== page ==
Tall ceilings can add a really nice spacial design aspect. They make a space, any space, feel larger. Raise the ceiling and instantly you feel as if metaphorical and sensual weight has been lifted off your head.
Buildings and houses built in the late 18th and early 19th century before the advent of air conditioning often incorporated tall ceilings as a natural design element to help keep people cool. This was especially true in areas prone to warm weather.
People have generally understood that warm air rises and tall ceilings kept people cool in warm weather for centuries before the invention of air conditioning, through a process called thermal or air stratification. Air stratification is a natural process wherein the air forms bands of different temperatures in a space with the hottest air rising to form the highest band. The size, height, and number of bands depend on the height of the space, size of the windows, location of HVAC grills and units. Ceiling heights in new construction started shrinking in the 1930’s after air conditioning was invented.
Unfortunately today, tall ceilings can often pose a problem for the same reason—air stratification.
Building codes today commonly call for ceilings with a minimum height of 7′-0″ to 8′-0″ with no specified maximum, this is mostly so tall people won’t smack their heads on everything hanging from the ceiling. new residential construction customarily includes rooms with ceilings at 10′-0″ to 15′-0″ feet high. In commercial and institutional construction you can easily find ceiling heights that exceed 20′-0″ feet. In these tall spaces air can easily stratify in bands that exceed the height of a person. This means that if the space is not properly engineered, you can have the heat on full-blast in winter and still be cold in the room.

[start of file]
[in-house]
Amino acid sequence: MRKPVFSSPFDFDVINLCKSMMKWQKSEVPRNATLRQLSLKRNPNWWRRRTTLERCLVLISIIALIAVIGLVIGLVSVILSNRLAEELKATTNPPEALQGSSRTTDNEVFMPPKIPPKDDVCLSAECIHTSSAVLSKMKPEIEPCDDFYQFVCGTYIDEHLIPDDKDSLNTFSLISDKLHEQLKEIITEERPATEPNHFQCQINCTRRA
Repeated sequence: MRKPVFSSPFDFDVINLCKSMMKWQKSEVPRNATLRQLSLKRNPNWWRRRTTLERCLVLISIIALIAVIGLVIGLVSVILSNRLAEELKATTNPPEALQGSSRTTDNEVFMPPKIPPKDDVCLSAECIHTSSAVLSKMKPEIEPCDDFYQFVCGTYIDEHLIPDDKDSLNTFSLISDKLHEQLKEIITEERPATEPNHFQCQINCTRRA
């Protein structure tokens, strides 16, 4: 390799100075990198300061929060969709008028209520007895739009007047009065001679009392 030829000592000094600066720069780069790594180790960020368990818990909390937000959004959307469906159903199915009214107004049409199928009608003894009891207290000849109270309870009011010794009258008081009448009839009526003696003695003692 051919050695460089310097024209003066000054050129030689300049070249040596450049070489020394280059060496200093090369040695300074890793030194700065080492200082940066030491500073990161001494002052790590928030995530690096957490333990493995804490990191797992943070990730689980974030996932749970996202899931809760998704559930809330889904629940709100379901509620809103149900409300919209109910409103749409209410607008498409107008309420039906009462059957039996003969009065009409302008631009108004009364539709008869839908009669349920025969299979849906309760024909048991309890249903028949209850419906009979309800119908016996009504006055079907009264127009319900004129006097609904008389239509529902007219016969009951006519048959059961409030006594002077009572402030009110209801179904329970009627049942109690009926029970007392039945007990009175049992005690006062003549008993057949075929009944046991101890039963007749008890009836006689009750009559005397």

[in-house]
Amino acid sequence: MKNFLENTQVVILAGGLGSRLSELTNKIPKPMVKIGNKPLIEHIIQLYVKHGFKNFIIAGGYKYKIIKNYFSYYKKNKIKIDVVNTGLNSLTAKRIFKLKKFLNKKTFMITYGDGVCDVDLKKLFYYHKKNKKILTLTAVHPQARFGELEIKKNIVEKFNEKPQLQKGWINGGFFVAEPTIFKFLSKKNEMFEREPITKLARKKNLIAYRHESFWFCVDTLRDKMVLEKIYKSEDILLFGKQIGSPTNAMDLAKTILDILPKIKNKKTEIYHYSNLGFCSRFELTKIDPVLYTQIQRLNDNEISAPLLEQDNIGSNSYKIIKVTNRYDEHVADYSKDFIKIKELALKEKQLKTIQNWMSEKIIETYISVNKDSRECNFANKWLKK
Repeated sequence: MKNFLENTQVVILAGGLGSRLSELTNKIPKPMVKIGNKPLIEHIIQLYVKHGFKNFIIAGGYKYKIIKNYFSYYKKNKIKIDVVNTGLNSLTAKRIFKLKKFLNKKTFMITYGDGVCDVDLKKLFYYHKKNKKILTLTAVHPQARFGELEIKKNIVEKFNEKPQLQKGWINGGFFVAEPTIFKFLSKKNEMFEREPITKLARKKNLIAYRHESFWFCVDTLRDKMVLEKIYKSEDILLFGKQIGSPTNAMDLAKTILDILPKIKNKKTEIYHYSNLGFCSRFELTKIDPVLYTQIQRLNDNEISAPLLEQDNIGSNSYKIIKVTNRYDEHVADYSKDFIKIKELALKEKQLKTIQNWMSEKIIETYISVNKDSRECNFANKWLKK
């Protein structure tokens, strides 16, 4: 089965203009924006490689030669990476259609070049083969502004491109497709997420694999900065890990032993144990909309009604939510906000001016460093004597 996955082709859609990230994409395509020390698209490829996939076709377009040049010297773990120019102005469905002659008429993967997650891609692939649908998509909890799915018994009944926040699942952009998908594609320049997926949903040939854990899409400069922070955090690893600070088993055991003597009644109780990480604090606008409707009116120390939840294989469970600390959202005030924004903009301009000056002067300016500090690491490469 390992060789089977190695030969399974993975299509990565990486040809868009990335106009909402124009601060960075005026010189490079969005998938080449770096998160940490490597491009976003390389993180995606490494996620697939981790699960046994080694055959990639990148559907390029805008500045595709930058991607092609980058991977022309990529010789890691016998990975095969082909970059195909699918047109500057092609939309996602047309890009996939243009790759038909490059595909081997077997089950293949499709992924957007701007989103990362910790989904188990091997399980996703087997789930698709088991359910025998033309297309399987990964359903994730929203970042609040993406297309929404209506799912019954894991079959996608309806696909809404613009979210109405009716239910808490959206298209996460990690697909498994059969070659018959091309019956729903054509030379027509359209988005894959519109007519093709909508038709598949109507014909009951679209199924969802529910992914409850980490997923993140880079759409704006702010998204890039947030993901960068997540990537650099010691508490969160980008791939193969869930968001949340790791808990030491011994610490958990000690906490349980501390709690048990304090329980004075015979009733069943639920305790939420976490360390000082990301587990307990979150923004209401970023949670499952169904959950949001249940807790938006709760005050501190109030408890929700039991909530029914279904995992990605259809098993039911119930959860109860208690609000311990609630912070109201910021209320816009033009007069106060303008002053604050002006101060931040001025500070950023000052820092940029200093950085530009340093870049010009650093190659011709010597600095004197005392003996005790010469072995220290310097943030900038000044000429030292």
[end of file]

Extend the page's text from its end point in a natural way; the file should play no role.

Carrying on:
Ceiling fans, when properly sized, do a good job of preventing air stratification by keeping the air moving around the room. In the absence of ceiling fans the mechanical system must be powerful enough to overcome the distance to the floor.
I remember working with a general contractor on a project in Chicago. The architect had designed a space with a 25-foot ceiling height and ceiling-flush HVAC grilles. Three of the building’s exterior walls were not insulated at all, and I realized there would be a terrible thermal stratification problem. In order to make sure that the contractor wouldn’t be blamed for the problem I wrote both the architect and the owner a letter describing the problem. I even did the calculations and in doing so I found that the supply air had to be moving at 25 miles per hour when leaving the grill in order to reach the ground. No one listened. I visited the restaurant recently, some 28 months later, and there are significant changes. Additional duct work was installed from the ceiling to within 10 feet of the floor. At the time that I wrote the letter I could have stood on my head and no one would have heard me. Instead, the owner spent more money and time correcting the problem AFTER the fact.
Tip: Deal with issues as early as possible to prevent them from gaining momentum and snowballing into serious problems.
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